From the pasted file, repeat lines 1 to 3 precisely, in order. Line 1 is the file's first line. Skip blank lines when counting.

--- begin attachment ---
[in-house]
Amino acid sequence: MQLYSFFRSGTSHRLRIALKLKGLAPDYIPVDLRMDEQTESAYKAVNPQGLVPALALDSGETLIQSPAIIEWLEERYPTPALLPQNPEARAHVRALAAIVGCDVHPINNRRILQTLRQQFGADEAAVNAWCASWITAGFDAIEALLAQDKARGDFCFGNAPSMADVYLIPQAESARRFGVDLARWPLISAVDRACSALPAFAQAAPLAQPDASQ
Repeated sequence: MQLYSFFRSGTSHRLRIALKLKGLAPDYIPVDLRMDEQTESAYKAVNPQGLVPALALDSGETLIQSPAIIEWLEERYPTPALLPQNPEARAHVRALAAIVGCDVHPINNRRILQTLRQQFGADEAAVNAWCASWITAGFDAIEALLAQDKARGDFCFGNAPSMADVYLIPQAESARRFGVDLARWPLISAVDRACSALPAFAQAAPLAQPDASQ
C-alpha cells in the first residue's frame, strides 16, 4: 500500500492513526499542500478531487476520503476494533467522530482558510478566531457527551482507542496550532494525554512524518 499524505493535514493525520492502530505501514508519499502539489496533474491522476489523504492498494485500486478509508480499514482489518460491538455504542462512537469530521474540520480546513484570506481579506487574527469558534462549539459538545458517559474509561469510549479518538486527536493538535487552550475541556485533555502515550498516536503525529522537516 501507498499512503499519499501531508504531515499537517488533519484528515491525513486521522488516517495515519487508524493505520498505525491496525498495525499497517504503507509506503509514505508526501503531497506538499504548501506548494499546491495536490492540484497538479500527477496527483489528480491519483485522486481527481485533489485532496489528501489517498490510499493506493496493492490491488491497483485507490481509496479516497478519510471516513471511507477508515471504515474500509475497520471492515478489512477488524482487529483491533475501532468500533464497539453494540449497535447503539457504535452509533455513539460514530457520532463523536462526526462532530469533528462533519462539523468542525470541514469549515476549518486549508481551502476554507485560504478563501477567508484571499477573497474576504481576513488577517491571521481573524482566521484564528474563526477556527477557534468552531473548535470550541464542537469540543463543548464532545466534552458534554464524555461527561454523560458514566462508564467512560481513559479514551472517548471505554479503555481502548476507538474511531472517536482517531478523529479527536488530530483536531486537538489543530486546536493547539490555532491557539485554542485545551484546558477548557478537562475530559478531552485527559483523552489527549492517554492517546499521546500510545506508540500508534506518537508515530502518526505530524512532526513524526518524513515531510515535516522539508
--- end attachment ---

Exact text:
[in-house]
Amino acid sequence: MQLYSFFRSGTSHRLRIALKLKGLAPDYIPVDLRMDEQTESAYKAVNPQGLVPALALDSGETLIQSPAIIEWLEERYPTPALLPQNPEARAHVRALAAIVGCDVHPINNRRILQTLRQQFGADEAAVNAWCASWITAGFDAIEALLAQDKARGDFCFGNAPSMADVYLIPQAESARRFGVDLARWPLISAVDRACSALPAFAQAAPLAQPDASQ
Repeated sequence: MQLYSFFRSGTSHRLRIALKLKGLAPDYIPVDLRMDEQTESAYKAVNPQGLVPALALDSGETLIQSPAIIEWLEERYPTPALLPQNPEARAHVRALAAIVGCDVHPINNRRILQTLRQQFGADEAAVNAWCASWITAGFDAIEALLAQDKARGDFCFGNAPSMADVYLIPQAESARRFGVDLARWPLISAVDRACSALPAFAQAAPLAQPDASQ